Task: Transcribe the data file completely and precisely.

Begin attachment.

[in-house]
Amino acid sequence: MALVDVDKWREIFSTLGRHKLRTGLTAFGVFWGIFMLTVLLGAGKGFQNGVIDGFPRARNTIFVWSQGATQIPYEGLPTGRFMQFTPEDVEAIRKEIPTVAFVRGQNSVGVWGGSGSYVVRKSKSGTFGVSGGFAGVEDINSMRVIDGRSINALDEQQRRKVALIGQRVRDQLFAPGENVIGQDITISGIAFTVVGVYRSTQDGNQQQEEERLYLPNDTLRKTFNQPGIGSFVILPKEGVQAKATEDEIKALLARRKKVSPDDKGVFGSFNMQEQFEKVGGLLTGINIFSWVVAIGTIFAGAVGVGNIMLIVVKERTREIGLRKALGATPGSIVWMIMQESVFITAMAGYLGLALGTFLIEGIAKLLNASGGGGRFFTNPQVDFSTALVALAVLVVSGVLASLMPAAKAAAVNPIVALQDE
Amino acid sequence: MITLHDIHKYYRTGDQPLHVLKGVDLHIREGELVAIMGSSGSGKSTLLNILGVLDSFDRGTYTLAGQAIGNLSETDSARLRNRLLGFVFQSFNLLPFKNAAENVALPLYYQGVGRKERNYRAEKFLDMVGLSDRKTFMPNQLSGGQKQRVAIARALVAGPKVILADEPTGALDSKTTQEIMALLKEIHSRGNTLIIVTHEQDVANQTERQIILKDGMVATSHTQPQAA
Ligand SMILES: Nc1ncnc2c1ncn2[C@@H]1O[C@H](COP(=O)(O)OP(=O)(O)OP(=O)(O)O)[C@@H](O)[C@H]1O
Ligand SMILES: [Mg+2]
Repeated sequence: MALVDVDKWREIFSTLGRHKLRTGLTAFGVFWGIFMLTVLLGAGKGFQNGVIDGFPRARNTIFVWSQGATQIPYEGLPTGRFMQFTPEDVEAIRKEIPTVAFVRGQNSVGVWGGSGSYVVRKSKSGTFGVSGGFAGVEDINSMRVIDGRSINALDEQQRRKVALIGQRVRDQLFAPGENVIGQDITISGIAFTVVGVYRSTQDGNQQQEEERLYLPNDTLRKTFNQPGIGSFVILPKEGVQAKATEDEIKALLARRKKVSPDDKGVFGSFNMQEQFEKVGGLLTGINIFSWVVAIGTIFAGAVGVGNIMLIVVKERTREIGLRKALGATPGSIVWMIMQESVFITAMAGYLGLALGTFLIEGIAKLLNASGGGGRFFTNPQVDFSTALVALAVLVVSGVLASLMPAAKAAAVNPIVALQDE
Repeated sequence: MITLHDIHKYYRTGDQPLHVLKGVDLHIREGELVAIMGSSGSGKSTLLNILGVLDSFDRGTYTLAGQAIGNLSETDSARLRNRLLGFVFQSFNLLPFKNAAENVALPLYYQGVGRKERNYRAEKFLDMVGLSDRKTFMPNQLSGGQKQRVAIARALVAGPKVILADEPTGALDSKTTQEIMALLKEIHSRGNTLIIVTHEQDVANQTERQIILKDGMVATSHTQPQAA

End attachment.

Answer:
[in-house]
Amino acid sequence: MALVDVDKWREIFSTLGRHKLRTGLTAFGVFWGIFMLTVLLGAGKGFQNGVIDGFPRARNTIFVWSQGATQIPYEGLPTGRFMQFTPEDVEAIRKEIPTVAFVRGQNSVGVWGGSGSYVVRKSKSGTFGVSGGFAGVEDINSMRVIDGRSINALDEQQRRKVALIGQRVRDQLFAPGENVIGQDITISGIAFTVVGVYRSTQDGNQQQEEERLYLPNDTLRKTFNQPGIGSFVILPKEGVQAKATEDEIKALLARRKKVSPDDKGVFGSFNMQEQFEKVGGLLTGINIFSWVVAIGTIFAGAVGVGNIMLIVVKERTREIGLRKALGATPGSIVWMIMQESVFITAMAGYLGLALGTFLIEGIAKLLNASGGGGRFFTNPQVDFSTALVALAVLVVSGVLASLMPAAKAAAVNPIVALQDE
Amino acid sequence: MITLHDIHKYYRTGDQPLHVLKGVDLHIREGELVAIMGSSGSGKSTLLNILGVLDSFDRGTYTLAGQAIGNLSETDSARLRNRLLGFVFQSFNLLPFKNAAENVALPLYYQGVGRKERNYRAEKFLDMVGLSDRKTFMPNQLSGGQKQRVAIARALVAGPKVILADEPTGALDSKTTQEIMALLKEIHSRGNTLIIVTHEQDVANQTERQIILKDGMVATSHTQPQAA
Ligand SMILES: Nc1ncnc2c1ncn2[C@@H]1O[C@H](COP(=O)(O)OP(=O)(O)OP(=O)(O)O)[C@@H](O)[C@H]1O
Ligand SMILES: [Mg+2]
Repeated sequence: MALVDVDKWREIFSTLGRHKLRTGLTAFGVFWGIFMLTVLLGAGKGFQNGVIDGFPRARNTIFVWSQGATQIPYEGLPTGRFMQFTPEDVEAIRKEIPTVAFVRGQNSVGVWGGSGSYVVRKSKSGTFGVSGGFAGVEDINSMRVIDGRSINALDEQQRRKVALIGQRVRDQLFAPGENVIGQDITISGIAFTVVGVYRSTQDGNQQQEEERLYLPNDTLRKTFNQPGIGSFVILPKEGVQAKATEDEIKALLARRKKVSPDDKGVFGSFNMQEQFEKVGGLLTGINIFSWVVAIGTIFAGAVGVGNIMLIVVKERTREIGLRKALGATPGSIVWMIMQESVFITAMAGYLGLALGTFLIEGIAKLLNASGGGGRFFTNPQVDFSTALVALAVLVVSGVLASLMPAAKAAAVNPIVALQDE
Repeated sequence: MITLHDIHKYYRTGDQPLHVLKGVDLHIREGELVAIMGSSGSGKSTLLNILGVLDSFDRGTYTLAGQAIGNLSETDSARLRNRLLGFVFQSFNLLPFKNAAENVALPLYYQGVGRKERNYRAEKFLDMVGLSDRKTFMPNQLSGGQKQRVAIARALVAGPKVILADEPTGALDSKTTQEIMALLKEIHSRGNTLIIVTHEQDVANQTERQIILKDGMVATSHTQPQAA